In January the Heritage Foundation released its annual Index of Economic Freedom. The ranking did not reflect well upon the U.S. government: “The land of the free” once again found itself well down the list in terms of the most basic liberty, the right to earn a living. As Heritage explains, “Policies that promote freedom, whether through improvements in the rule of law, the promotion of competition and openness, or suitable restraints on the size and economic reach of government, turn out in practice to advance practical solutions to a wide range of economic and social challenges.” On the other hand, policies that don’t, don’t.

One might think that freer societies would also suffer from various social pathologies: in the absence of government interventions, surely the poor would suffer and minorities would lag. Yet the 11 countries above the U.S.A on the list include such notably prosperous ones as Switzerland, Canada, New Zealand, and Australia—none of which has the aforementioned pathologies in notably greater abundance than does America.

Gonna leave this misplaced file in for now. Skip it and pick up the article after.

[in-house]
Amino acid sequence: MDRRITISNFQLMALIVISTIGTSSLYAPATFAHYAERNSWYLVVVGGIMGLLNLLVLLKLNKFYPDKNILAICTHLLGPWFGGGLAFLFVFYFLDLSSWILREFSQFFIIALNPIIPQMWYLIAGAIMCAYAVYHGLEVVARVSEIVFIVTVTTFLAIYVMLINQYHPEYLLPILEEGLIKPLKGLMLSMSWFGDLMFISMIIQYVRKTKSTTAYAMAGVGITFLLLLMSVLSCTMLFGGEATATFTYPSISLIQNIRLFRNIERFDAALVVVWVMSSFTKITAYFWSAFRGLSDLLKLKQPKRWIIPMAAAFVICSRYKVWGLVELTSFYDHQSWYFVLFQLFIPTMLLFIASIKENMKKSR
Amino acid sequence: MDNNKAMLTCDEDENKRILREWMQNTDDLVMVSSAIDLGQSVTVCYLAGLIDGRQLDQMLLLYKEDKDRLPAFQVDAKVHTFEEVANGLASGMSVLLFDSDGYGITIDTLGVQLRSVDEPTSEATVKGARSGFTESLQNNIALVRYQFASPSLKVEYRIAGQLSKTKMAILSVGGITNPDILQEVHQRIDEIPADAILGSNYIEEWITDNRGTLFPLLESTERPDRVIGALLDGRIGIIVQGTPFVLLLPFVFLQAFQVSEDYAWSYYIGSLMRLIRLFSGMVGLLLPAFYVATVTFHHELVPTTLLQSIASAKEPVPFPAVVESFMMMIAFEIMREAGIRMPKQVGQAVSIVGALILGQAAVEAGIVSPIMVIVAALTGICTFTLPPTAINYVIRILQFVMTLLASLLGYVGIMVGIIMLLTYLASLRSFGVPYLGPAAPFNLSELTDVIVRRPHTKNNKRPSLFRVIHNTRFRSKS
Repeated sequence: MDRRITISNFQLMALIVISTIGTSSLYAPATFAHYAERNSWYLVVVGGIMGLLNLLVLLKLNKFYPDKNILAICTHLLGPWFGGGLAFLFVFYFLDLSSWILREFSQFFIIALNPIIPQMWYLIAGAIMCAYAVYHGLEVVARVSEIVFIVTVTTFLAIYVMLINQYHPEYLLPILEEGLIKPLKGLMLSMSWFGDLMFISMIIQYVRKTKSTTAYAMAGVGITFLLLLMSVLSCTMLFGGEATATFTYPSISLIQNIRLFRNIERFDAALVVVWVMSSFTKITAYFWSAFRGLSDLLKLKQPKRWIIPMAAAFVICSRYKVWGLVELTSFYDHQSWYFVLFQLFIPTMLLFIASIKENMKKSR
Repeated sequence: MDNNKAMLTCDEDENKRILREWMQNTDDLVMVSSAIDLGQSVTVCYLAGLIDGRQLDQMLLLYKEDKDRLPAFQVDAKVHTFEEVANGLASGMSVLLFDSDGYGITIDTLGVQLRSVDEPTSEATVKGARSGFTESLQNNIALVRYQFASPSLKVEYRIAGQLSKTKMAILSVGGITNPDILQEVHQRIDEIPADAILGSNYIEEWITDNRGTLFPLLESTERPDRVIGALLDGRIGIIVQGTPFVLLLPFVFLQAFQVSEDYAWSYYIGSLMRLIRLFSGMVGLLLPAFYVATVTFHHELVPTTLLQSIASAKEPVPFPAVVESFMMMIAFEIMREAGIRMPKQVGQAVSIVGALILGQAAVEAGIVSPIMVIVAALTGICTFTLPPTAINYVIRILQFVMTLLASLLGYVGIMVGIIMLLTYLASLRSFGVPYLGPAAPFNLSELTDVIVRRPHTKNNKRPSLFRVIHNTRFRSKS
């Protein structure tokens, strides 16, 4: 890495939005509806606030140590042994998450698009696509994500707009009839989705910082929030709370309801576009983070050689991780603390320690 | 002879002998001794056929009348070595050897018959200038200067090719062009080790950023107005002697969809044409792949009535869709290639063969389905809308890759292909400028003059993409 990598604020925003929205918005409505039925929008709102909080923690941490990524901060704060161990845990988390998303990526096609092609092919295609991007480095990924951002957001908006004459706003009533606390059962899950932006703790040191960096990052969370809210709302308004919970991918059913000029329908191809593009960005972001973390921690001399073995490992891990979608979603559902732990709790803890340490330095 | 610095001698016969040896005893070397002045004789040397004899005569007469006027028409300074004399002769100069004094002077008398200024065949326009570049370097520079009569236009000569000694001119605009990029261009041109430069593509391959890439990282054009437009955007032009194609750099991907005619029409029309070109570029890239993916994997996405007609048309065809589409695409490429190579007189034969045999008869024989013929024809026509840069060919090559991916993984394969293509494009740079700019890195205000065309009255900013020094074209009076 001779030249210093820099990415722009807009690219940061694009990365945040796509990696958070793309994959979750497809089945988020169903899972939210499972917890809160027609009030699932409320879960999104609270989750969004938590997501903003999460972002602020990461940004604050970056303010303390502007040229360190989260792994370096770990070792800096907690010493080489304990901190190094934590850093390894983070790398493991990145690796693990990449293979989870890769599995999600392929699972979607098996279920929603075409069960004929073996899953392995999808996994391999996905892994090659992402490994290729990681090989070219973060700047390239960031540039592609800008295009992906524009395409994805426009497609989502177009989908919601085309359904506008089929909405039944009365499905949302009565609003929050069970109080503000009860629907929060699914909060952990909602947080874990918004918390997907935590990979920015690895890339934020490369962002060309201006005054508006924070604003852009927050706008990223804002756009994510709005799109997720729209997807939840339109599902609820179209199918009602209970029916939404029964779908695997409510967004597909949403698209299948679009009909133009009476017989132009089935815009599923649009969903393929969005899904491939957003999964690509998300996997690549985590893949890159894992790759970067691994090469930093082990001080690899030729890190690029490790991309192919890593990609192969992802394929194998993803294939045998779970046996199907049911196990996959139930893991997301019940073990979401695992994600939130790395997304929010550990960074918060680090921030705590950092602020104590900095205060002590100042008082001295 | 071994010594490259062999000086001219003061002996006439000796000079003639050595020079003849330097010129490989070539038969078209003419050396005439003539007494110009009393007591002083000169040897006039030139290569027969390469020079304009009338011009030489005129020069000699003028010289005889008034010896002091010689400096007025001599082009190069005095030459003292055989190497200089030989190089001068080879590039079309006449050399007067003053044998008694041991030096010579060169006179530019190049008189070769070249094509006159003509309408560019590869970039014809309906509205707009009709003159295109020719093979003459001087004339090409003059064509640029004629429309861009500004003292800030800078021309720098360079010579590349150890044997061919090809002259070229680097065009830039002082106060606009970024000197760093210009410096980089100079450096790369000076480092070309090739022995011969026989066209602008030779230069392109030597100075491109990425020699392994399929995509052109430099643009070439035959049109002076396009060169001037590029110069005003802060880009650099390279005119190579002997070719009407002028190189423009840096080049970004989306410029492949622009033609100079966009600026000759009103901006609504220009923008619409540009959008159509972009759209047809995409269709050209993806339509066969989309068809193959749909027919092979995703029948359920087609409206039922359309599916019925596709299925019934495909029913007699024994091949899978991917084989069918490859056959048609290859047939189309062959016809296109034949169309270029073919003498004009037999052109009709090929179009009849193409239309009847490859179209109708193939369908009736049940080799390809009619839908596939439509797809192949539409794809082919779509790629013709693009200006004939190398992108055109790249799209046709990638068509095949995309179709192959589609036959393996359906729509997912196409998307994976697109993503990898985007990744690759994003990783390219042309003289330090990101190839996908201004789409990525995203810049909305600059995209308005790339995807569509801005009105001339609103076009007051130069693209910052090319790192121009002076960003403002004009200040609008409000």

In short, freedom works. So why doesn’t the U.S. have more of it?

Comes George Mason School of Law’s F.H. Buckley with an answer: the United States Constitution. The federal charter, he argues in his bracing new book, is the main reason that America is notably less free than the other chief Anglophone former colonies of Britain. It is also the reason, he explains at length, why the trends all point not toward American convergence with freer countries but toward assimilation of the U.S. to the condition of other countries with presidential rather than parliamentary governments.

One might have thought that someone would write such a study sooner. After all, the obvious distinction between the American model of government and the ones further up the Heritage list—as well as other lists ranking governments by various measures of freedom—is that America’s federal Constitution established a presidential government, while freer countries tend to have parliamentary systems. To my knowledge, however, none did.